A gauge of confidence among homebuilders rose in December to its highest level since April 2006, with respondents encouraged by declining inventory and good sales conditions.
The National Association of Home Builders/Wells Fargo Housing Market Index rose two points to a seasonally adjusted level of 47 from a downwardly revised 45 in November.
Despite eight months of gains, the confidence gauge remains below the key reading of 50. Readings over 50 indicate that more builders see sales conditions as good than poor.
“Builders across the country are reporting some of the best sales conditions they’ve seen in more than five years, with more serious buyers coming forward and a shrinking number of vacant and foreclosed properties on the market,” said NAHB chairman Barry Rutenberg, a homebuilder in Gainesville, Fla. “However, one thing that is still holding back potential home sales is the difficulty that many families are encountering in getting qualified for a mortgage due to today’s overly stringent lending standards.”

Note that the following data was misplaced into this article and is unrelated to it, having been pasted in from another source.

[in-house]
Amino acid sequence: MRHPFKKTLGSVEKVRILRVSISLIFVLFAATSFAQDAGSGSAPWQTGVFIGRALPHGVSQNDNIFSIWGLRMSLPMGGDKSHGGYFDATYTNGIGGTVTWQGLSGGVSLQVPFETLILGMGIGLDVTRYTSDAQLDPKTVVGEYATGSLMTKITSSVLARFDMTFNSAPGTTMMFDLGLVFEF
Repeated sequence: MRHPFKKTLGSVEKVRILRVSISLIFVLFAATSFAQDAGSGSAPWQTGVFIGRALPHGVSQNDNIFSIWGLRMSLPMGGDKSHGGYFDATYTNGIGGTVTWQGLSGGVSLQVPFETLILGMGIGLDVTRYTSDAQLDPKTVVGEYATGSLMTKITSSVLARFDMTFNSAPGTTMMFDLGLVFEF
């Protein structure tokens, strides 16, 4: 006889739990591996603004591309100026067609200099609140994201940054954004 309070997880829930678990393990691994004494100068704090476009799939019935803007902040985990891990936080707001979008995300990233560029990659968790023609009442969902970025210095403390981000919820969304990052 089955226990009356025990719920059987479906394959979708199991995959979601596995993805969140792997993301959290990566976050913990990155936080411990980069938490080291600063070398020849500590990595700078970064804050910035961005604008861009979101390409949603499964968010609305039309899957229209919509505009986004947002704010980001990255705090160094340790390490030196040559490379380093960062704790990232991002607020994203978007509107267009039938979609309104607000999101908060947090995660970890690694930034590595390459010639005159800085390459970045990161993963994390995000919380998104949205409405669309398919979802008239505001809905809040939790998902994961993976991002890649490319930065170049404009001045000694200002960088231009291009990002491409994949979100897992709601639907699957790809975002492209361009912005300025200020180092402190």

“While there is still much room for improvement, the consistent upward trend in builder confidence over the past year is indicative of the gradual recovery that has been taking place in housing markets nationwide and that we expect to continue in 2013,” said NAHB chief economist David Crowe.